4. Rhea Seehorn, “Better Call Saul”
5. Jung Ho-yeon, “Squid Game”
6. J. Smith-Cameron, “Succession”
7. Patricia Arquette, “Severance”
8. Christina Ricci, “Yellowjackets”
Best Actor – DramaBest Supporting Actor – Drama
1. Brian Cox, “Succession”
2. Bob Odenkirk, “Better Call Saul”
3. Jeremy Strong, “Succession”
4. Jason Bateman, “Ozark”
5. Lee Jun-jae, “Squid Game”
6. Adam Scott, “Severance”
1. Matthew Macfayden, “Succession”
2. Kieran Culkin, “Succession”
3. Park Hae-soo, “Squid Game”
4. John Turturro, “Severance”
5. Oh Yeong-su, “Squid Game”
6. Billy Crudup, “The Morning Show”
7. Nicholas Braun, “Succession”
8. Christopher Walken, “Severance”
Best Actress – ComedyBest Supporting Actress – Comedy
1. Jean Smart, “Hacks”
2. Quinta Brunson, “Abbott Elementary”
3. Rachel Brosnahan, “The Marvelous Mrs. Maisel”
4. Issa Rae, “Insecure”
5. Elle Fanning, “The Great”
6. Kaley Cuoco, “The Flight Attendant”
1. Hannah Waddingham, “Ted Lasso”
2. Hannah Einbinder, “Hacks”
3. Kate McKinnon, “Saturday Night Live”
4. Juno Temple, “Ted Lasso”
5. Janelle James, “Abbott Elementary”
6. Alex Borstein, “The Marvelous Mrs. Maisel”
7. Sheryl Lee Ralph, “Abbott Elementary”
8. Sarah Niles, “Ted Lasso”
Best Actor – ComedyBest Supporting Actor – Comedy
1. Bill Hader, “Barry”
2. Steve Martin, “Only Murders in the Building”
3. Jason Sudeikis, “Ted Lasso”
4. Donald Glover, “Atlanta”
5. Martin Short, “Only Murders in the Building”
6. Nicholas Hoult, “The Great”
1. Brett Goldstein, “Ted Lasso”
2. Henry Winkler, “Barry”
3. Bowen Yang, “Saturday Night Live”
4. Nick Mohammed, “Ted Lasso”
5. Toheeb Jimoh, “Ted Lasso”
6. Anthony Carrigan, “Barry”
7. Tyler James Williams, “Abbott Elementary”
8. Tony Shaloub, “The Marvelous Mrs. Maisel”
Best Limited SeriesBest TV Movie
1. The Dropout
2. Dopesick
3. The White Lotus
4. Pam and Tommy
5. Inventing Anna
1. The Survivor
2. Chip ‘n’ Dale: Rescue Rangers
3. Zoey’s Extraordinary Christmas
4. Reno 911!: The Hunt for QAnon
5. Ray Donovan: The Movie
Best Actress – Limited SeriesBest Supporting Actress – Limited Series
1. Amanda Seyfried, “The Dropout”
2. Lily James, “Pam and Tommy”
3. Toni Collette, “The Staircase”
4. Sarah Paulson, “Impeachment: American Crime Story”
5. Margaret Qualley, “Maid
6. Julia Garner, “Inventing Anna”
1. Jennifer Coolidge, “The White Lotus”
2. Kaitlyn Dever, “Dopesick”
3. Mare Winningham, “Dopesick”
4. Alexandra Daddario, “The White Lotus”
5. Connie Britton, “The White Lotus”
6. Natasha Rothwell, “The White Lotus”
7. Sydney Sweeney, “The White Lotus”
Best Actor – Limited SeriesBest Supporting Actor – Limited Series
1. Michael Keaton, “Dopesick”
2. Colin Firth, “The Staircase”
3. Andrew Garfield, “Under the Banner of Heaven”
4. Sebastian Stan, “Pam and Tommy”
5. Oscar Isaac, “Scenes From a Marriage”
6. Himesh Patel, “Station Eleven”
1. Michael Stuhlbarg, “Dopesick”
2. Seth Rogen, “Pam and Tommy”
3. Will Poulter, “Dopesick”
4. Jake Lacy, “The White Lotus”
5. Peter Sarsgaard, “Dopesick”
6. Murray Bartlett, “The White Lotus”
7. Steve Zahn, “The White Lotus”

Saga: Chapters 58-60 – Comics Review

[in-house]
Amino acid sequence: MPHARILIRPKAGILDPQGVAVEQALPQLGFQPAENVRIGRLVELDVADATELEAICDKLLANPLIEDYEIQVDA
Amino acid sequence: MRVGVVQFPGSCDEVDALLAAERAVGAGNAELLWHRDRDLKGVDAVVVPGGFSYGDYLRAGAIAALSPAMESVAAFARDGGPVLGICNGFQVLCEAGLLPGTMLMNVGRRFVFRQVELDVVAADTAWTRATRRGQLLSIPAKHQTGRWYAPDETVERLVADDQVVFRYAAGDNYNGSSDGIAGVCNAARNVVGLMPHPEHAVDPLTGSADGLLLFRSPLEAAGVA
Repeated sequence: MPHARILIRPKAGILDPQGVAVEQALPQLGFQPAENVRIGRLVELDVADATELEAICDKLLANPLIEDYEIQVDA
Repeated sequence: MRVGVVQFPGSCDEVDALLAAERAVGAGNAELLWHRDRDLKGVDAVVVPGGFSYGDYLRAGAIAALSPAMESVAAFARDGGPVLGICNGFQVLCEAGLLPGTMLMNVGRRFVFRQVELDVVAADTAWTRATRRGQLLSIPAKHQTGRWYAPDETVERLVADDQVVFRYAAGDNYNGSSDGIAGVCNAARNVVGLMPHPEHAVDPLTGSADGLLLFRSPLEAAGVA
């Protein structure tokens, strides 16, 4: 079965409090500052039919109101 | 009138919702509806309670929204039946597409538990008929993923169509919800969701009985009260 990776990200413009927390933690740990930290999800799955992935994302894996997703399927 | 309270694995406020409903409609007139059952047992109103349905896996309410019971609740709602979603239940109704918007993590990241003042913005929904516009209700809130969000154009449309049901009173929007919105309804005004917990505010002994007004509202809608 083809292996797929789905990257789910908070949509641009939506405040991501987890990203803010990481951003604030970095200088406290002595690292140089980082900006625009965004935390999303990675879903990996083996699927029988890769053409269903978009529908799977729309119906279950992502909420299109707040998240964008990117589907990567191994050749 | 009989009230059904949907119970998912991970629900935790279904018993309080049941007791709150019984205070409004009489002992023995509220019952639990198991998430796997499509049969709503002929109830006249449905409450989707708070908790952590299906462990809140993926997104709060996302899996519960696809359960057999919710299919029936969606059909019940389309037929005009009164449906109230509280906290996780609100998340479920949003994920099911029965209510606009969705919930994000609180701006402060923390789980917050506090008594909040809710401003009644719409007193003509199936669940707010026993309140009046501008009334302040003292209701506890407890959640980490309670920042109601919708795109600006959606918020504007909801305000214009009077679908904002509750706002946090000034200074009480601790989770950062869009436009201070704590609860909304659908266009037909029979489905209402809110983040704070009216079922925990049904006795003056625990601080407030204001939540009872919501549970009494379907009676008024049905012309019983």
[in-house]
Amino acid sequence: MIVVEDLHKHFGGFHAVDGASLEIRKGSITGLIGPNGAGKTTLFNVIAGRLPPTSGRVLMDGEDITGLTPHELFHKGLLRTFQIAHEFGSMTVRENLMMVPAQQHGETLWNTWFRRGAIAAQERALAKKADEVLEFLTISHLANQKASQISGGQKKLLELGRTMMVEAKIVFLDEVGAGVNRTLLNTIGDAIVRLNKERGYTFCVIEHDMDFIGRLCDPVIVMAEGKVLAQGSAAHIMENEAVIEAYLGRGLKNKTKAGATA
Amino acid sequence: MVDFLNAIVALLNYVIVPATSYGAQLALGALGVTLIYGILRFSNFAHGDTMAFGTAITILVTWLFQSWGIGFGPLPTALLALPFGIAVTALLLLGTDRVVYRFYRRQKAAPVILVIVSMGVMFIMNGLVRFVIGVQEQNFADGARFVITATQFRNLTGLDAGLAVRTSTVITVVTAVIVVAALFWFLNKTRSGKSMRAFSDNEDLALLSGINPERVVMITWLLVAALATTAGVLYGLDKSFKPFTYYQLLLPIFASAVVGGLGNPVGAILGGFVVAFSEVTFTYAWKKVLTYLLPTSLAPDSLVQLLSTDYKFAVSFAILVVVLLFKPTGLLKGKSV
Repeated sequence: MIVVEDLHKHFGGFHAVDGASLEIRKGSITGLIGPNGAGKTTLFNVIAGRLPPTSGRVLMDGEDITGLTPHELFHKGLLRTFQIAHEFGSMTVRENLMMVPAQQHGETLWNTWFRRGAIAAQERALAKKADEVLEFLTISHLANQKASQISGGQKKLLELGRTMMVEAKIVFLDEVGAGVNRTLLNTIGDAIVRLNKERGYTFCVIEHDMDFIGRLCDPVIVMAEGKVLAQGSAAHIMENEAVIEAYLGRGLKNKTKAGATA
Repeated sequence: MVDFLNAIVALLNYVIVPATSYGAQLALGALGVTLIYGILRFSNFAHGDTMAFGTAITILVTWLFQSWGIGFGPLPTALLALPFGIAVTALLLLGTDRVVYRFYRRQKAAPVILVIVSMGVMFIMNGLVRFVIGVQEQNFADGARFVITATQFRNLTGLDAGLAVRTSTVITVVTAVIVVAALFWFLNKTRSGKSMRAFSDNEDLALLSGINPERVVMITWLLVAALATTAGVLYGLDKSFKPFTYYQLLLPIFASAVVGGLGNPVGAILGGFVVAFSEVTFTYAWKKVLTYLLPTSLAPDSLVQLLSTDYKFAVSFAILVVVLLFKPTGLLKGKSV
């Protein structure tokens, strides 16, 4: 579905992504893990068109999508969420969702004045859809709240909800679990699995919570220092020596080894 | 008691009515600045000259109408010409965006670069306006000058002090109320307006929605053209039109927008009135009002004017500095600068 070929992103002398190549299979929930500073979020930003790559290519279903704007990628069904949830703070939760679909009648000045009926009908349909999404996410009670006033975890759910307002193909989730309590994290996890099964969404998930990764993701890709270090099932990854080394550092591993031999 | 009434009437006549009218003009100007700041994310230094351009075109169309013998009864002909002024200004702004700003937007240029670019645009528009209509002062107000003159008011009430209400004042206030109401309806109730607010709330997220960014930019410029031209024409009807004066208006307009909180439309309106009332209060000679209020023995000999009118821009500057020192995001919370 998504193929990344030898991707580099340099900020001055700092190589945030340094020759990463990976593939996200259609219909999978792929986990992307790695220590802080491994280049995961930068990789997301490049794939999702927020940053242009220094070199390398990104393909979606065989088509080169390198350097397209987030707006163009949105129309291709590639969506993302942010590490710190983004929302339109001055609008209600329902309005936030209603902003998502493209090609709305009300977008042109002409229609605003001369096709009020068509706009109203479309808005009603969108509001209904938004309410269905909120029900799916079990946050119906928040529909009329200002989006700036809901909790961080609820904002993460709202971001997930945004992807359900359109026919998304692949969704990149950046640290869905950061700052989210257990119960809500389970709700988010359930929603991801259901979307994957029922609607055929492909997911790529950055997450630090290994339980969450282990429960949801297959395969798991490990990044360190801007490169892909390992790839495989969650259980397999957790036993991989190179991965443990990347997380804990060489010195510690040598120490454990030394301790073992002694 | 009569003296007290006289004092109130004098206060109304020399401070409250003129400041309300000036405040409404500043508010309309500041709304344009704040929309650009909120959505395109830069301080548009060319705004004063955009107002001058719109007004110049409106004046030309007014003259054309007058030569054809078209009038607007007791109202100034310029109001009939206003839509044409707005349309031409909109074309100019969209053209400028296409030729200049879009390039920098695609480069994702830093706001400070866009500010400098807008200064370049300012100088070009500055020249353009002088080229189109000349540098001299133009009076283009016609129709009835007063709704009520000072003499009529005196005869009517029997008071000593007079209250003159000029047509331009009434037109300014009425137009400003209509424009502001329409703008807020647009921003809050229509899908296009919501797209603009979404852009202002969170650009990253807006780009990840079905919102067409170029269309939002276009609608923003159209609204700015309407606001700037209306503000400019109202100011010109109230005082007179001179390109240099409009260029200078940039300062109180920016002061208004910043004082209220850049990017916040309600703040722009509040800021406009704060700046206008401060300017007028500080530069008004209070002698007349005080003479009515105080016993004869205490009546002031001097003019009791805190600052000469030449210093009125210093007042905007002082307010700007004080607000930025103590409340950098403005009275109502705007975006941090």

Saga: Chapters 58-60

  • Writer: Brian K. Vaughan
  • Illustrator: Fiona Staples

Grade: B

It’s hard not to say that, as a whole, Saga Volume 10 was a bit of a let down. I recognize that six chapters amongst a planned 108-chapter story is but a drop in the bucket, but, on the whole, I’m struggling to come up with any major plot or character developments that unfolded by the end of the last page. It’s refreshing to see that Brian K. Vaughan and Fiona Staples have kept up the series’ consistency after such a long hiatus, continuing to expand on the seemingly endless number of worlds and characters at play.

Continue reading Saga: Chapters 58-60 – Comics Review

The Sea Beast – Movie Review

The Sea Beast

  • Director: Chris Williams
  • Writers: Chris Williams, Nell Benjamin
  • Starring: Karl Urban, Zaris-Angel Hator, Jared Harris, Marianne Jean-Baptiste, Dan Stevens, Kathy Burke

Grade: B+

Netflix’s quest to win the Academy Award for Best Picture has been a well-documented pursuit in recent years. With The Sea Beast, they perhaps have their best chance at winning the Best Animated Feature. The streamer’s newest animated film arrives on Friday and, while it’s likely to be swallowed up by their bigger, more palatable films, it deserves a spot at the table as one of the best animated films of the year.

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Marcel the Shell With Shoes On – Movie Review

Marcel the Shell With Shoes On

  • Director: Dean Fleischer-Camp
  • Writers: Dean Fleischer-Camp, Jenny Slate, Nick Paley
  • Starring: Jenny Slate, Isabella Rossellini, Dean Fleischer-Camp

Grade: A-

More often than not, I’m alone when I go to the theater. Sometimes I even have the theater to myself, which is what I secretly hope for whenever the lights go down and nobody else has entered. There’s a sense of freedom that comes with the sensation; freedom to laugh loudly at all the stupid jokes, freedom to squirm at an uncomfortable development, or freedom to simply stretch myself out. But at my screening of Marcel the Shell With Shoes On, there wasn’t an empty seat to be found, and somehow the experience made the film all the more potent. Because when you’re watching a film that’s all about finding friendship amongst the vast loneliness of the world, being surrounded by a room full of strangers (and right next to my wide-eyed 7-year old) is oddly cathartic.